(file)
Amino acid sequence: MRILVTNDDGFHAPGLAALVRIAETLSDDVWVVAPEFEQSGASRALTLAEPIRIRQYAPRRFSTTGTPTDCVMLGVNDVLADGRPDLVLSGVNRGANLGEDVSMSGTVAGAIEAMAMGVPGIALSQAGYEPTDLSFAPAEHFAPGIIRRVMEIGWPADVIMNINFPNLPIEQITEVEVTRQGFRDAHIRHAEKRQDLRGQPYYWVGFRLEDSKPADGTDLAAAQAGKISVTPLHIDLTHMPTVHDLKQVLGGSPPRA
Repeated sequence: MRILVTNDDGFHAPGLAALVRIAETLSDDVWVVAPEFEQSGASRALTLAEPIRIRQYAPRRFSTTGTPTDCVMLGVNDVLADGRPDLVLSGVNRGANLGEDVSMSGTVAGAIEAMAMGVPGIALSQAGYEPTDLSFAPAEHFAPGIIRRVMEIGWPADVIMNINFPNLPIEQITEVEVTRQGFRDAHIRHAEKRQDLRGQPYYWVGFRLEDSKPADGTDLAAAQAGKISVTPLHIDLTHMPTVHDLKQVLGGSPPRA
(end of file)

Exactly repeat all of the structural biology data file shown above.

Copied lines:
Amino acid sequence: MRILVTNDDGFHAPGLAALVRIAETLSDDVWVVAPEFEQSGASRALTLAEPIRIRQYAPRRFSTTGTPTDCVMLGVNDVLADGRPDLVLSGVNRGANLGEDVSMSGTVAGAIEAMAMGVPGIALSQAGYEPTDLSFAPAEHFAPGIIRRVMEIGWPADVIMNINFPNLPIEQITEVEVTRQGFRDAHIRHAEKRQDLRGQPYYWVGFRLEDSKPADGTDLAAAQAGKISVTPLHIDLTHMPTVHDLKQVLGGSPPRA
Repeated sequence: MRILVTNDDGFHAPGLAALVRIAETLSDDVWVVAPEFEQSGASRALTLAEPIRIRQYAPRRFSTTGTPTDCVMLGVNDVLADGRPDLVLSGVNRGANLGEDVSMSGTVAGAIEAMAMGVPGIALSQAGYEPTDLSFAPAEHFAPGIIRRVMEIGWPADVIMNINFPNLPIEQITEVEVTRQGFRDAHIRHAEKRQDLRGQPYYWVGFRLEDSKPADGTDLAAAQAGKISVTPLHIDLTHMPTVHDLKQVLGGSPPRA